The Strange Dream Of Harold Lotridge
At noon on January 12, 1928, five-year-old Dorothy Schneider disappeared while walking from the kindergarten that she attended to her home in Mount Morris, Michigan. That afternoon a frantic Mabel Schneider contacted the police to say her daughter was missing and a country-wide search was begun. It ended that same evening when Dorothy's body was found under the ice of a creek, some three miles west of the Schneider residence. She had been slashed to pieces. The savagery of the attack galvanized public opinion and next day officials of Genesee County announced a $1,000 reward for information leading to the arrest of the killer. This reward was later increased to $3,000.
On the day of the kidnapping a farmer named Archie Bacon, who lived near the crime scene, noticed a car park just alongside his farm. It was an unusual place to stop and piqued his curiosity. Moments later he saw a man leave the car, carrying a bundle, and walk toward the creek. Two hours later he returned without the bundle, only to find his car stuck in the mud. He asked Bacon if he would assist him in removing the car and the farmer readily agreed. Then the man drove off. Bacon described the stranger as being about 50, medium height, light complexion, brown hair tinged with gray, and wearing a dark overcoat. And he was driving a beat-up blue Dodge four-door sedan. When news of the murder became public, Bacon went to the police with what he knew. A 100-strong posse combed the area for clues, but despite this description, every lead seemed to run into a dead end. Frustration only stoked the angry mood that was building in the community. Outraged residents bemoaned the fact that Michigan had no capital punishment – it had been declared illegal in 1846 – with several hotheads vowing to "take the law into our hands" when the killer was captured.
One person largely immune to the hostility was Harold Lotridge, a 25-year-old carpenter who lived in Owosso, some 30 miles from the crime scene. But on January 16, in the middle of the night, he awoke in a cold sweat, having had the most awful nightmare. He told his wife that he had seen the crime enacted in his mind in the most vivid detail, how the little girl had been crying, "I want to go home." And then he had seen the killer's face. He awakened with a jolt. It couldn't be…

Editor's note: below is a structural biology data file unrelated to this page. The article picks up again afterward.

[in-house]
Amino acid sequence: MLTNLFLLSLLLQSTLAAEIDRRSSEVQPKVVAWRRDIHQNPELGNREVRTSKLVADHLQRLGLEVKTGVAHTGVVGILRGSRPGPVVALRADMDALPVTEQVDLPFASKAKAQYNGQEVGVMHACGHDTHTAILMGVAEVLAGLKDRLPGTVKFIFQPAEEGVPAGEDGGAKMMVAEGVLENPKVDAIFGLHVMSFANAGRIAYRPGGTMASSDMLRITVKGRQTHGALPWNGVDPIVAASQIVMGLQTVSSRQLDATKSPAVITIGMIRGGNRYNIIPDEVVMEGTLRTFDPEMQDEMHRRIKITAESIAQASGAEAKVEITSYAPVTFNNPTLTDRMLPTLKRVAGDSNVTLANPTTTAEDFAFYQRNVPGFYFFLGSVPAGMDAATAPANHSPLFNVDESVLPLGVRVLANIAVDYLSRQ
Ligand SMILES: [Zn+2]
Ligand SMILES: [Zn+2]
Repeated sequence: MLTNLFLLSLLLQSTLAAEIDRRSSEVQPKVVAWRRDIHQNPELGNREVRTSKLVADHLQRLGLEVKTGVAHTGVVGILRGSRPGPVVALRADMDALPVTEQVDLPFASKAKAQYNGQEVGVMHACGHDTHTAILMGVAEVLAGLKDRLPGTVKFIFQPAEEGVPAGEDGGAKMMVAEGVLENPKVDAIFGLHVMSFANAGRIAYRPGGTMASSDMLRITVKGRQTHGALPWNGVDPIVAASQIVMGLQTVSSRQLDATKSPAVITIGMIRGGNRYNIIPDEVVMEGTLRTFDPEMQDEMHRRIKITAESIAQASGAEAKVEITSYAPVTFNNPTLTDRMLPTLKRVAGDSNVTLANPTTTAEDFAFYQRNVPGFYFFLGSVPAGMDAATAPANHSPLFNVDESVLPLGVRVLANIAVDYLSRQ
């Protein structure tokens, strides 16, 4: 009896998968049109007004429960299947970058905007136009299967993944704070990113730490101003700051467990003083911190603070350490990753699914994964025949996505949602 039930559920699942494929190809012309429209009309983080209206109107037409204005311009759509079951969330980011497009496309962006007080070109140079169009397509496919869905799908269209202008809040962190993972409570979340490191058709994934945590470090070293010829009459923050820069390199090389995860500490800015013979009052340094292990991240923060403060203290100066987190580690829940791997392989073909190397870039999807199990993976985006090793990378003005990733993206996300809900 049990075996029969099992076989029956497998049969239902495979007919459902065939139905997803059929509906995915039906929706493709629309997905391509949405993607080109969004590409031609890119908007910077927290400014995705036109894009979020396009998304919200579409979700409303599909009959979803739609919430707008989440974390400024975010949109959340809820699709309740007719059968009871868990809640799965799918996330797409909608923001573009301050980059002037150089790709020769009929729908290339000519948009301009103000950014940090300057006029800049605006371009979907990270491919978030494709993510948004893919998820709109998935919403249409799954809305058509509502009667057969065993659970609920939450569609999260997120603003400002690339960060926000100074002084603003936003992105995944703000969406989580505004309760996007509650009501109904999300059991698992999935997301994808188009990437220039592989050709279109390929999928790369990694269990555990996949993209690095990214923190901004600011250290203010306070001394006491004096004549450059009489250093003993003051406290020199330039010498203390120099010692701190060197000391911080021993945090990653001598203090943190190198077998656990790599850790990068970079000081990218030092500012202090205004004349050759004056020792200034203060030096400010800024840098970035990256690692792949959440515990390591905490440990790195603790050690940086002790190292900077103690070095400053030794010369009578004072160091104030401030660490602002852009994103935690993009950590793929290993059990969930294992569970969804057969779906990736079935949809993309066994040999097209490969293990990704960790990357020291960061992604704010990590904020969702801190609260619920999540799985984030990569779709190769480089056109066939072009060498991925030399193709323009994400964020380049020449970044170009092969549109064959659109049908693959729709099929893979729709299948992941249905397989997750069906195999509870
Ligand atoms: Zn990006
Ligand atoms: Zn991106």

Putting A Name To The Face
The face belonged to Adolph Hotelling, a 47-year-old deacon at the Church of Christ in Owosso, where Lotridge went to worship every Sunday. Hotelling was deeply respected, a genuine pillar of the community, married with five children. Lotridge and his wife agreed that it was absurd to think that Hotelling could be connected to such an atrocious crime. Even so, Lotridge, who had never before had any kind of psychic experience, was so troubled by this dream that he tossed and turned for the remainder of the night, without getting another wink of sleep.
Next morning, utterly exhausted, Lotridge went off to work with his father. They were engaged on the construction of a schoolhouse in Flushing. On the way Lotridge told his father about the dream. Like his son, he was reluctant to contact the police on such flimsy evidence; probably get laughed out the station, he said. When they reached Flushing the father asked the foreman for his advice. After hearing the outlandish tale he, too, advised caution. However, a workmate, Sheldon Robinson, chanced to overhear this conversation and his mind started ticking over. On his lunch break he took off for Flint. Later that afternoon he returned with a state trooper. The trooper, deeply skeptical, questioned Lotridge, who repeated details of his dream. Some time later the trooper returned to Flint and passed on details of his visit. Despite the guffaws of derison – after all, whoever heard of a dream solving a murder? – a couple of officers were dispatched to interview Hotelling at his house at 809 North Hickory Street, Owosso.